Saturday, November 12, 2011
I threw them a curve
Most math teachers would agree that we want two things from our students: (1) correct solutions to math problems and (2) an understanding of those solutions. Of course, some students are perfectly happy with mere technical facility: Please teach us the algorithm so that we can turn the crank on it, generate correct answers, get our college credit, and get the hell out of here. They balk when we probe for conceptual understanding. Other students, naturally, claim a profound knowledge of the conceptual underpinnings of the subject matter but lament their difficulty with the merely technical and computational aspects. Will the twain ever meet?
Course grades in math classes tend to be based mostly on the demonstrated ability to compute accurate results. It's more difficult to probe for evidence of their conceptual grasp. Occasionally, however, I give it the good old college try. Here's a graph I presented to one of my calculus classes. I asked my students to look at each of the points indicated by the red dots and make some judgments about the function and its first two derivatives.
My students had a little table to fill in. The instructions said, “Fill in the table, using +, –, 0, or DNE (for positive, negative, zero, and “does not exist,” respectively) for f(x), f ʹ(x), and f ʺ(x) at the indicated values of x.”
A small panic ensued. “Where's the formula for the function, Dr. Z?” “How can I compute derivatives if I don't have the formula?” I counseled them to calm down and consider that I wasn't asking for numerical values—yes, quibblers, except for 0—and that actual computations were unnecessary.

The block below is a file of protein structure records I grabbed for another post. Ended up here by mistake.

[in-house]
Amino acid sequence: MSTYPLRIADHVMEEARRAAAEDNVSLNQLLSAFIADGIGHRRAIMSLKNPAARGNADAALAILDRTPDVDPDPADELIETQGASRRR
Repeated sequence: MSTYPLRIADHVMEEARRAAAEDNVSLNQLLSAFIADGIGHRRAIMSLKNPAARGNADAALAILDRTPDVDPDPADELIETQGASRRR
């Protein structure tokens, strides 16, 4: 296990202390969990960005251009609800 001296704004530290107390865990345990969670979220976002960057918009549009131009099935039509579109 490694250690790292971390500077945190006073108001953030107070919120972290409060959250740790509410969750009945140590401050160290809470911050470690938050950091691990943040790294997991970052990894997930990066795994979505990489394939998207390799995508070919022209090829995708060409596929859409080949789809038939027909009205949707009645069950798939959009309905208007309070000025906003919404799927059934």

Consider, for example, the point corresponding to x = −1. The value of f(−1) is pretty clearly 5, hence positive. The point is also a local maximum, so a tangent line at that point would be horizontal; the slope is therefore 0 and that's the value of f ʹ(−1). Finally, the curve is concave down in the vicinity of a maximum, so f ʺ(−1) is necessarily negative.
No need to panic.
The trickiest case (if “tricky” is even the right word) is probably x = 3.2 (or thereabouts). It's approximately midway between a local maximum and a local minimum, suggesting that it must be at or near a point of inflection, where the concavity changes and the second derivative must be zero (or nonexistent). That takes a little discernment. In most cases, however, the answers should be evident to any first-year calculus student with a genuine understanding of the significance of the first and second derivative.
At the class's post-exam discussion of the results, the reviews for this problem were decidedly mixed. When pressed slightly, there was a grudging consensus that, “Oh, yes, it's clear now,” but my more computation-driven students remained unmollified. They preferred to demonstrate their differentiation chops on actual formulas using the rules they'd memorized.
The experience triggered an odd recollection with me. I remembered my grandfather at the dinner table, finishing off a meal my grandmother had prepared with a recipe she had never used before. She was eager for his verdict:
“Was it good?” she asked. “Did you like it?”
My grandfather nodded his head.
“Yes, thank you. It was very good. But don't make it again.”
A few of my students may despair, but I'm keeping that calculus problem in my recipe box.